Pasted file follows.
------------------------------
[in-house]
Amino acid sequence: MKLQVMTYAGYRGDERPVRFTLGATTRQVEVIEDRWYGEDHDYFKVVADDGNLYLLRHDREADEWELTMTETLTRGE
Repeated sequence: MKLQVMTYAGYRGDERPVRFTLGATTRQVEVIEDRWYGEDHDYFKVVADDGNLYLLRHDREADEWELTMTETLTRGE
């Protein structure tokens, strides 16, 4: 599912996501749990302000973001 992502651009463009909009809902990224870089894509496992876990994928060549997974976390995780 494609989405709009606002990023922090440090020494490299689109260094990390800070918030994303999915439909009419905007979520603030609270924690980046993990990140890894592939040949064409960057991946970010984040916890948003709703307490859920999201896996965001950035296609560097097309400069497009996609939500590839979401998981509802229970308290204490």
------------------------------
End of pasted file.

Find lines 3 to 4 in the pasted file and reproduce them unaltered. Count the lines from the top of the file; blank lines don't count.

Repeated sequence: MKLQVMTYAGYRGDERPVRFTLGATTRQVEVIEDRWYGEDHDYFKVVADDGNLYLLRHDREADEWELTMTETLTRGE
């Protein structure tokens, strides 16, 4: 599912996501749990302000973001 992502651009463009909009809902990224870089894509496992876990994928060549997974976390995780 494609989405709009606002990023922090440090020494490299689109260094990390800070918030994303999915439909009419905007979520603030609270924690980046993990990140890894592939040949064409960057991946970010984040916890948003709703307490859920999201896996965001950035296609560097097309400069497009996609939500590839979401998981509802229970308290204490």